Imatu loses contempt of court case against Tshwane for unpaid salaries

Tshwane's streets were a mess due to the municipal workers' strike. File photo.
Tshwane's streets were a mess due to the municipal workers' strike. File photo.
Image: Freddy Mavunda

The City of Tshwane has been vindicated by the labour court for failing to pay workers affiliated with the Independent Municipal & Allied Trade Union (Imatu).

The labour union had applied for a contempt of court order against two senior managers in the group human capital management department, including the city manager, for not paying August salaries to its members.

Tshwane spokesperson Selby Bokaba said the salaries of the members were recalled after the city realised that the affected staff members were not executing their duties.

“The union also wanted the city to reverse and pay its members’ salaries for the month of August 2023. Furthermore, they argued that the dismissal of their members was unfair, where they held dual membership with another trade union, the SA Municipal Workers’ Union (Samwu), whose members were dismissed for participating in the unlawful and unprotected strike, which began in July.”

Since the strike, Bokaba said the city had dismissed 123 staff.

Imatu Tshwane manager Lynette Burns-Coetzee told TimesLIVE the city had withheld the salaries of 189 of its members which were supposed to have been paid on August 26.

After approaching the labour court with an urgent application, Burns-Coetzee said the court ordered on August 31 that the outstanding salaries be paid immediately or by September 1 at the latest. 

Another application was brought for contempt of court on September 11 as the city apparently only paid a small group of the Imatu members.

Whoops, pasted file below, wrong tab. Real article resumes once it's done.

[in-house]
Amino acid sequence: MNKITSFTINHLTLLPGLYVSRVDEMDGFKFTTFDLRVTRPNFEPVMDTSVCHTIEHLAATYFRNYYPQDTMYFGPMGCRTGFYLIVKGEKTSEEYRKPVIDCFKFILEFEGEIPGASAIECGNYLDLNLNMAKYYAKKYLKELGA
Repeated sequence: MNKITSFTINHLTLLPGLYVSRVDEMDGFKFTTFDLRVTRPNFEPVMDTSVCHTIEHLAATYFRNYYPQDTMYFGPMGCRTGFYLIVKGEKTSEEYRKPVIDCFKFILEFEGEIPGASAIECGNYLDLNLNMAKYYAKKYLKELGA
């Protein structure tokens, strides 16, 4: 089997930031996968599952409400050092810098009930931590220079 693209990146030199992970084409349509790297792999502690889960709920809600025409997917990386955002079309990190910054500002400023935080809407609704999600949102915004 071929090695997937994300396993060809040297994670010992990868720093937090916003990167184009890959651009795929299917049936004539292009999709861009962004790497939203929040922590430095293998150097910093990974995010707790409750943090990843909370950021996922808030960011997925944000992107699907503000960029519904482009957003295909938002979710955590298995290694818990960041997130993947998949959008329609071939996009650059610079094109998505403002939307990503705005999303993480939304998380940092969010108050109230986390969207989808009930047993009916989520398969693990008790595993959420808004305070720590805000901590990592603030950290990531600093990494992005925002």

“By September 15, which is two weeks after the court order, they only paid 170 of our 189 members. We still feel we are successful and secured the 170 payments out of the 189. But there is unfair dismissal of 19 of our members who were fired for participating in the strike when they didn’t. One of them was even on maternity leave during the strike, but was also dismissed. That is an unfair dismissal case which we are going to fight.”

She added the union lost the court bid because it could not prove the municipality intended not paying the affected union members.

While they did not win the court case on Friday, Burns-Coetzee said they felt victorious for ensuring the majority of the members were eventually paid.

“Unfortunately Tshwane is making it political and it’s people’s lives at stake. Imagine not receiving your salary and not being able to put food on the table for your children or not being able to take them to school. Tshwane is in the media every second day about how victorious they are, but behind the scenes they followed a flawed process in dismissing people.”


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